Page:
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Color Profile in iPhoto

2430 Views 14 Replies Latest reply: Feb 24, 2012 2:16 PM by Keith Barkley RSS
BPWMorro Level 1 Level 1 (70 points)
Currently Being Moderated
Feb 21, 2012 8:32 AM

Hello,

 

A friend, with iPhoto 9.1, imports images from a Panasonic camera and when he exports to burn to a CD they have a Camera RGB Color Profile -- which then displays lousy on a projector in a club competition.

 

When I import images from my Panasonic into iPhoto 9.2.1 and export they have an sRGB profile -- which displays nearly perfectly.

 

I cannot figure out how to help my friend assign an sRGB profile to his images. Any suggestions?

 

(PS -- I also have Aperture and Adobe CS, but my sRGB profile appears on my images without every opening Aperture or CS.)

 

Thanks,

Mac OS X (10.7.3)
  • LarryHN Level 9 Level 9 (54,915 points)
    Currently Being Moderated
    Feb 21, 2012 8:36 AM (in response to BPWMorro)

    Camera RGB and sRGB should be very close to each other

     

    As to assigining sRGB you can do it in Preview

     

    LN

  • Old Toad Level 10 Level 10 (113,315 points)
    Currently Being Moderated
    Feb 21, 2012 3:33 PM (in response to BPWMorro)

    Use the Colorsync Utility to compare the sRGB profile to the Camera RGB profile. With my camera the two profiles are very close together.

     

    sRGB IEC61966=2.1

    ColorSync Utility002.jpg

    Camera RGB Profile

    ColorSync Utility001.jpg

     

    See if your two profiles are close or not.  I have a couple of Automator workflows and an Applescript that can change the color profile to the sRGB profile.  You can get them from Old Toad's Cellar. You will have to apply the workflow to the photos outside of iPhoto and reimport them.

     

    OT

  • LarryHN Level 9 Level 9 (54,915 points)
    Currently Being Moderated
    Feb 23, 2012 6:44 PM (in response to BPWMorro)

    And did you try Old Toad's Applescript to change the color profile to sRGB?

     

    Did it help?

     

    LN

  • Keith Barkley Level 5 Level 5 (5,140 points)
    Currently Being Moderated
    Feb 23, 2012 7:17 PM (in response to BPWMorro)

    It really sounds like the profile used is much closer to AdobeRGB than CameraRGB.  It could be that the Panasonic just attaches a profile tag  instead of the profile and that the Panasonic Profile is actually far away from sRGB.

  • Keith Barkley Level 5 Level 5 (5,140 points)
    Currently Being Moderated
    Feb 23, 2012 7:27 PM (in response to BPWMorro)

    I don't know if this is true, but I saw in a post on dpreview that Camera RGB expects a Gamma of 1.8. If the projector is at 2.2, that could throw things off.

     

    ETA:

    Terrence as usual has the answer:

    https://discussions.apple.com/thread/1458772?start=0&tstart=0

     

    Since mac's use 2.2 gamma these days, there doesn't seem to be much point.

  • Terence Devlin Level 10 Level 10 (121,755 points)
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    Feb 23, 2012 11:03 PM (in response to BPWMorro)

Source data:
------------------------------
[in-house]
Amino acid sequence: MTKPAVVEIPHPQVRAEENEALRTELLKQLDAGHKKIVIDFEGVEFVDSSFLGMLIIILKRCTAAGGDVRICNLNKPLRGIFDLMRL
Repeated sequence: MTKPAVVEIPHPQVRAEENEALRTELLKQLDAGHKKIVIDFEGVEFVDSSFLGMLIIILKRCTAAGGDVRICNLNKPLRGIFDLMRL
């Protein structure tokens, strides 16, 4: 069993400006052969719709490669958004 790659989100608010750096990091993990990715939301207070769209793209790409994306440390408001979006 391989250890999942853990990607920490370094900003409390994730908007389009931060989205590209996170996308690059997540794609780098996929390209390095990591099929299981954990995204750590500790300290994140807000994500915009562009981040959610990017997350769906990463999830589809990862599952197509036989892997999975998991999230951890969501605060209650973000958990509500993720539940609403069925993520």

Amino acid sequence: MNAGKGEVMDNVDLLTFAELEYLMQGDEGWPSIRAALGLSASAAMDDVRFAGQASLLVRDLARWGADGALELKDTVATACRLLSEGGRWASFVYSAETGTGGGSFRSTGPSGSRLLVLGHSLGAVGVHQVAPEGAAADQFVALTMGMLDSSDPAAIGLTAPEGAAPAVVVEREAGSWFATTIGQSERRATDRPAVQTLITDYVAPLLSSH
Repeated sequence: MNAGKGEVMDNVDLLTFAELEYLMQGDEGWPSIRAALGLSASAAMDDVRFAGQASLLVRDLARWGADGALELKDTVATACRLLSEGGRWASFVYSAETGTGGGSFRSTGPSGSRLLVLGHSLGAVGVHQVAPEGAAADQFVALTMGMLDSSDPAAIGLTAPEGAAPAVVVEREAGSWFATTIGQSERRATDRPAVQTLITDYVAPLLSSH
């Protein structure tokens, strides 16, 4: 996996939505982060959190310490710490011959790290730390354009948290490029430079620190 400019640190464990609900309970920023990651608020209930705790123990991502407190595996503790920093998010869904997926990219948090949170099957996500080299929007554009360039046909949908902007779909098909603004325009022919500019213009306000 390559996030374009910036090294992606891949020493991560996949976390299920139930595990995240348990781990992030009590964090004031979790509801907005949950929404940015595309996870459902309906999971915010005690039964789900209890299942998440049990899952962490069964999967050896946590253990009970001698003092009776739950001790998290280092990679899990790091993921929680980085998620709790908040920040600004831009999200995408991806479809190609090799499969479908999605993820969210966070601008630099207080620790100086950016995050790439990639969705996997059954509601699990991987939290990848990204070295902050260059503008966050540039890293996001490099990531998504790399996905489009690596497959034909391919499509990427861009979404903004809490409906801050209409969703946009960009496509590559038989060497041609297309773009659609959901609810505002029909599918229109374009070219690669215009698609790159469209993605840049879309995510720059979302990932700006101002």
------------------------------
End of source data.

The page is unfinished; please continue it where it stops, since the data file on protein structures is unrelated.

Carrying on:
• Keith Barkley Level 5 Level 5 (5,140 points)
  • Terence Devlin Level 10 Level 10 (121,755 points)
    Currently Being Moderated
    Feb 24, 2012 1:04 PM (in response to BPWMorro)

    On the first wall you use two quarts of red.

              On the second wall you use only 1 pint of the identical same red.

              Won't the second wall be less ... intense....than the first?

     

    No it won't. The red is the red. There's no difference in the intensity. What might differ is the coverage - there's a greater risk of the old colour showing through, but that don't change the intensity of the red.

     

    If we translate this to images, consider a projector displaying a full size 8MB image, one that has not been image resized ("resampled") and also displaying the same image that has been resized (reduced) to one-quarter the size (from 8MB to only 2MB) -- wouldn't we expect the reduced image to display with less intensity, the same as the painted wall?

     

    We might expect it but it wouldn't necessarily be true. The compression involved in jpegs is very complex and it is quite possible that the two images will appear the same. For instance, if you follow your logic,  wouldn’t the blacks in the shot become grey?

     

    And, if my recollection of schoolboy physics is correct (and remember in my schooldays chalk was considered a new invention) colour produced by light works very differently than colour produced by pigment - one of the reasons it's so difficult to get a print that matches what you see on the screen. This might help explain the difference between additive and subtractive colour

     

    http://en.wikipedia.org/wiki/Additive_color

     

     

    Regards

     

     

    TD

  • Keith Barkley Level 5 Level 5 (5,140 points)
    Currently Being Moderated
    Feb 24, 2012 2:16 PM (in response to BPWMorro)

    wouldn't we expect the reduced image to display with less intensity, the same as the painted wall?

     

    Each pixel in the projector is independent*. If a particular pixel in the image is displyed red, it will be displayed red. It does not matter if it is surrounded by more red or blue - it might appear a different color because of the surrounding pixels, but that is your eye's fault, not the projector.

     

    When you resample, it works the same way. The resulting image has no memory of the previous image. If you down-sample a perfectly sharp checkerboard pattern the inside of the pattern will maintain the same color, though it will be at a lower resolution. The edges might have pixels that are in-between the two colors, but again that is not really what we are talking about here.

     

    *Of course in a poor projector, some pixel's may bleed into others, but I don't think that is what we are talking about here.

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